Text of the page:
Potatoes: Bad Guys or Cancer-Fighters?

Read an article about foods you shouldn’t eat and white potatoes may well be on the list. The starchy staple is linked in some studies to overweight and obesity and we lag far behind in getting enough non-starchy veggies, like leafy greens, summer squash, broccoli and colorful peppers, all shown to lower risk for several kinds of cancer. But are potatoes so nutrition-poor we should never eat them?

Potatoes’ bad nutritional reputation probably stems more from how we are eating them, rather than the spud itself. share-of-potato-sources-for-us-consumersA recent report from the USDA Economic Research Service shows that, depending on where we eat them, one-third to two-thirds of our potatoes are chips or fries. Even at home, we eat potatoes as chips more than any other way.

Consider that a small serving of fries or chips is double the small potato’s calories, 10 times the fat and less than half the vitamin C. We just need to re-think the potato on our plate, not eliminate. Continue reading


Chill Out with Fruit Soup

fruit-soup croppedFor a refreshing and healthy change, try ourHealth-e-Recipe for Chilled Fruit Soup with Berries.

Six kinds of fruit go into this slightly tropical tasting soup. First, cubed cantaloupe and both fresh and frozen strawberries and blended together with apples into a delicious pink colored liquid with a touch of lemon juice and sugar. Cantaloupe contains beta-carotene and strawberries supply you with vitamin C, while apples are a good source of cancer-fighting compounds like flavonoids.

Then fresh raspberries and blueberries decorate the soup, adding their own protective compounds of ellagic acid and anthocyanins. With only 140 calories per serving, you get 5 grams of fiber and a winning soup or smoothie to sip. If you refrigerate any leftover soup and it separates, just stir it up before serving a second time.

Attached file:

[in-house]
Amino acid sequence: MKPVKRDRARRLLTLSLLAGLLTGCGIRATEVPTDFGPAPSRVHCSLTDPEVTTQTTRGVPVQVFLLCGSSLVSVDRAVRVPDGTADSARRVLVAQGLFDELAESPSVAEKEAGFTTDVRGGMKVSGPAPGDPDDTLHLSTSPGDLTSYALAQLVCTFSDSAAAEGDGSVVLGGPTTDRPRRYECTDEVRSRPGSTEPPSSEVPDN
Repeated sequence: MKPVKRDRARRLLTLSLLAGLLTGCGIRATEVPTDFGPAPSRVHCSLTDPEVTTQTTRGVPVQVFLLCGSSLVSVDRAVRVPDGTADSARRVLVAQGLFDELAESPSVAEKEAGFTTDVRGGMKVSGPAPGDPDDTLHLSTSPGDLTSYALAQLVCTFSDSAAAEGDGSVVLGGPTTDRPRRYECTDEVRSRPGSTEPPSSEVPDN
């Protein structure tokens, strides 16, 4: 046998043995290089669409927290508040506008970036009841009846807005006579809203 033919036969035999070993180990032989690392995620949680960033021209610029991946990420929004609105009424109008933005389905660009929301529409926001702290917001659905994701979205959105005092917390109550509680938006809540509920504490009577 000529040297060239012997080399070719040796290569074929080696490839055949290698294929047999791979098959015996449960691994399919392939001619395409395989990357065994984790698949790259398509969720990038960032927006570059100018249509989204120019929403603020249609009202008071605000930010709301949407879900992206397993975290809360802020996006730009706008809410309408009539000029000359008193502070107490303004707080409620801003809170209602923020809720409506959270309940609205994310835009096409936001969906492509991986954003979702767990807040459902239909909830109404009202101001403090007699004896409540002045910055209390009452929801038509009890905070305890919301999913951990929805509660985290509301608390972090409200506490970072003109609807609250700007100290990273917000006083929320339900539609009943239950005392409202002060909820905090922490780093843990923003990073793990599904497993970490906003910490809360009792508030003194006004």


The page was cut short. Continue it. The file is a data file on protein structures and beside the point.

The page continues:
Find more delicious cancer-preventive recipes at the AICR Test Kitchen. Subscribe to our weekly Health-e-Recipes.


A Tempting Cauliflower Treat

cauliflower-x2172 cropped2Crunchy, cool and cancer-preventive, our Health-e-Recipe for Cool Cauliflower Salad is low in calories and abundant with flavor.

Just because cauliflower is white and not green, like its cruciferous relative broccoli, doesn’t mean it’s lacking in powerful phytochemicals that may help ward off cancer. Along with cauliflower and broccoli, cruciferous vegetables include cabbage, Brussels sprouts, turnips, kale, collard greens, radishes, parsley and watercress.

At 50 calories a serving, this tasty salad can also be a heartily portioned snack. Vegetables are naturally low in calorie density and high in fiber and water. That means they fill you up for not too many calories, compared to equal amounts of high calorie-dense foods that have lots of fat and sugar. That’s why eating a mostly plant-based diet of minimally processed foods can help keep off extra pounds while giving you protection from plenty of cancer-fighting phytochemicals.

Find more delicious cancer-fighting recipes at the AICR Test Kitchen. Subscribe to our weekly Health-e-Recipes.